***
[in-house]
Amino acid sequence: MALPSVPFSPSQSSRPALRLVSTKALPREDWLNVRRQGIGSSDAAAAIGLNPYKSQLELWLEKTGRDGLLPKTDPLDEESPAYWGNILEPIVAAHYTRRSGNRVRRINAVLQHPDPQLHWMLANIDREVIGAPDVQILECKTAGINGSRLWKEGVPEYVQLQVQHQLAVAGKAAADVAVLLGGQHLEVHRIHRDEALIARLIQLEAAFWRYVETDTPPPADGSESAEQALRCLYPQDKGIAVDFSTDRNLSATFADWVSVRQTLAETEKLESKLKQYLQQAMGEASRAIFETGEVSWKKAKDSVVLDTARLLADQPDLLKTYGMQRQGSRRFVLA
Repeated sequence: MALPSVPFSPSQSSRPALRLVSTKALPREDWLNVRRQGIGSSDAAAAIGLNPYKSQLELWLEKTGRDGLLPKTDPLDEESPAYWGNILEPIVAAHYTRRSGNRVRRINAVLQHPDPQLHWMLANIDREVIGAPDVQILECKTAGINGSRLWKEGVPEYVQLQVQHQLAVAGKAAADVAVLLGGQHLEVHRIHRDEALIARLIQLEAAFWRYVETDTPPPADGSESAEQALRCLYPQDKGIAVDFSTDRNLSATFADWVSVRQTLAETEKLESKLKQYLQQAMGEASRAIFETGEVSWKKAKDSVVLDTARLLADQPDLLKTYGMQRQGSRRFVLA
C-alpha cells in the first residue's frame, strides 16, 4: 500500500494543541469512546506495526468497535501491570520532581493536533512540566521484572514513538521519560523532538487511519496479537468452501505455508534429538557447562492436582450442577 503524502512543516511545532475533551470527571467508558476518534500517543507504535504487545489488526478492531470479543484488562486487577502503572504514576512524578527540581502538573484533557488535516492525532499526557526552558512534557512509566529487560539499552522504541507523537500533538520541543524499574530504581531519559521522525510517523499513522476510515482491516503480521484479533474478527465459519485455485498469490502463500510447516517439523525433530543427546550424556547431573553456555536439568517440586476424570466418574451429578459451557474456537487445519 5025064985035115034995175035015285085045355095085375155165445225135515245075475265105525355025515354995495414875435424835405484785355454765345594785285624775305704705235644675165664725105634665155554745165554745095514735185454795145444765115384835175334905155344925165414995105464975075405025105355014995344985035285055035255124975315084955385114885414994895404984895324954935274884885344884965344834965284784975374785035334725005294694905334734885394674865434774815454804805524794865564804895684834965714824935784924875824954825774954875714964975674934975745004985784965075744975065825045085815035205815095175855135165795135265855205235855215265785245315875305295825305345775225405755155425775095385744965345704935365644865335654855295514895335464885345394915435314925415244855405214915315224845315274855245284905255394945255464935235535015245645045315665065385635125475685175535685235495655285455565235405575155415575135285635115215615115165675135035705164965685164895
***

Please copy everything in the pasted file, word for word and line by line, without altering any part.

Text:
[in-house]
Amino acid sequence: MALPSVPFSPSQSSRPALRLVSTKALPREDWLNVRRQGIGSSDAAAAIGLNPYKSQLELWLEKTGRDGLLPKTDPLDEESPAYWGNILEPIVAAHYTRRSGNRVRRINAVLQHPDPQLHWMLANIDREVIGAPDVQILECKTAGINGSRLWKEGVPEYVQLQVQHQLAVAGKAAADVAVLLGGQHLEVHRIHRDEALIARLIQLEAAFWRYVETDTPPPADGSESAEQALRCLYPQDKGIAVDFSTDRNLSATFADWVSVRQTLAETEKLESKLKQYLQQAMGEASRAIFETGEVSWKKAKDSVVLDTARLLADQPDLLKTYGMQRQGSRRFVLA
Repeated sequence: MALPSVPFSPSQSSRPALRLVSTKALPREDWLNVRRQGIGSSDAAAAIGLNPYKSQLELWLEKTGRDGLLPKTDPLDEESPAYWGNILEPIVAAHYTRRSGNRVRRINAVLQHPDPQLHWMLANIDREVIGAPDVQILECKTAGINGSRLWKEGVPEYVQLQVQHQLAVAGKAAADVAVLLGGQHLEVHRIHRDEALIARLIQLEAAFWRYVETDTPPPADGSESAEQALRCLYPQDKGIAVDFSTDRNLSATFADWVSVRQTLAETEKLESKLKQYLQQAMGEASRAIFETGEVSWKKAKDSVVLDTARLLADQPDLLKTYGMQRQGSRRFVLA
C-alpha cells in the first residue's frame, strides 16, 4: 500500500494543541469512546506495526468497535501491570520532581493536533512540566521484572514513538521519560523532538487511519496479537468452501505455508534429538557447562492436582450442577 503524502512543516511545532475533551470527571467508558476518534500517543507504535504487545489488526478492531470479543484488562486487577502503572504514576512524578527540581502538573484533557488535516492525532499526557526552558512534557512509566529487560539499552522504541507523537500533538520541543524499574530504581531519559521522525510517523499513522476510515482491516503480521484479533474478527465459519485455485498469490502463500510447516517439523525433530543427546550424556547431573553456555536439568517440586476424570466418574451429578459451557474456537487445519 5025064985035115034995175035015285085045355095085375155165445225135515245075475265105525355025515354995495414875435424835405484785355454765345594785285624775305704705235644675165664725105634665155554745165554745095514735185454795145444765115384835175334905155344925165414995105464975075405025105355014995344985035285055035255124975315084955385114885414994895404984895324954935274884885344884965344834965284784975374785035334725005294694905334734885394674865434774815454804805524794865564804895684834965714824935784924875824954825774954875714964975674934975745004985784965075744975065825045085815035205815095175855135165795135265855205235855215265785245315875305295825305345775225405755155425775095385744965345704935365644865335654855295514895335464885345394915435314925415244855405214915315224845315274855245284905255394945255464935235535015245645045315665065385635125475685175535685235495655285455565235405575155415575135285635115215615115165675135035705164965685164895